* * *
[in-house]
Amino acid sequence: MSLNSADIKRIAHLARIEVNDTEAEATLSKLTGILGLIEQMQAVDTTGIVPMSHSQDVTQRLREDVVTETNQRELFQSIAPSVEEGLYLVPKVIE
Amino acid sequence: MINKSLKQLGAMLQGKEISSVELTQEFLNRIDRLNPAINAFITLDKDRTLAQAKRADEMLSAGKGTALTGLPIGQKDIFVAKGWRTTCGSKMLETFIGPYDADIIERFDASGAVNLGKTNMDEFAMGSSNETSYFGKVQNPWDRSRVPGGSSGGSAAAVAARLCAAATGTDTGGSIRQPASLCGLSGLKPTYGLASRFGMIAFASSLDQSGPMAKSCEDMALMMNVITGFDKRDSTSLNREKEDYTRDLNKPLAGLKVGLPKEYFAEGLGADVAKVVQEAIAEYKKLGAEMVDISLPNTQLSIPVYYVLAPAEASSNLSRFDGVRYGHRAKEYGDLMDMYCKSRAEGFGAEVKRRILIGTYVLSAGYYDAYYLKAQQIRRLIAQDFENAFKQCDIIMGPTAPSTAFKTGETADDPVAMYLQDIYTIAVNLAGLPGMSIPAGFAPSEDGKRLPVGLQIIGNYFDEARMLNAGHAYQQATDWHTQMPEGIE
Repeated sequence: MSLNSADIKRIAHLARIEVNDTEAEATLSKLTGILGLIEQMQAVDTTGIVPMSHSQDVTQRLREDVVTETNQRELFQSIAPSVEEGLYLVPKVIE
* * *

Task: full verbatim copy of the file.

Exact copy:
[in-house]
Amino acid sequence: MSLNSADIKRIAHLARIEVNDTEAEATLSKLTGILGLIEQMQAVDTTGIVPMSHSQDVTQRLREDVVTETNQRELFQSIAPSVEEGLYLVPKVIE
Amino acid sequence: MINKSLKQLGAMLQGKEISSVELTQEFLNRIDRLNPAINAFITLDKDRTLAQAKRADEMLSAGKGTALTGLPIGQKDIFVAKGWRTTCGSKMLETFIGPYDADIIERFDASGAVNLGKTNMDEFAMGSSNETSYFGKVQNPWDRSRVPGGSSGGSAAAVAARLCAAATGTDTGGSIRQPASLCGLSGLKPTYGLASRFGMIAFASSLDQSGPMAKSCEDMALMMNVITGFDKRDSTSLNREKEDYTRDLNKPLAGLKVGLPKEYFAEGLGADVAKVVQEAIAEYKKLGAEMVDISLPNTQLSIPVYYVLAPAEASSNLSRFDGVRYGHRAKEYGDLMDMYCKSRAEGFGAEVKRRILIGTYVLSAGYYDAYYLKAQQIRRLIAQDFENAFKQCDIIMGPTAPSTAFKTGETADDPVAMYLQDIYTIAVNLAGLPGMSIPAGFAPSEDGKRLPVGLQIIGNYFDEARMLNAGHAYQQATDWHTQMPEGIE
Repeated sequence: MSLNSADIKRIAHLARIEVNDTEAEATLSKLTGILGLIEQMQAVDTTGIVPMSHSQDVTQRLREDVVTETNQRELFQSIAPSVEEGLYLVPKVIE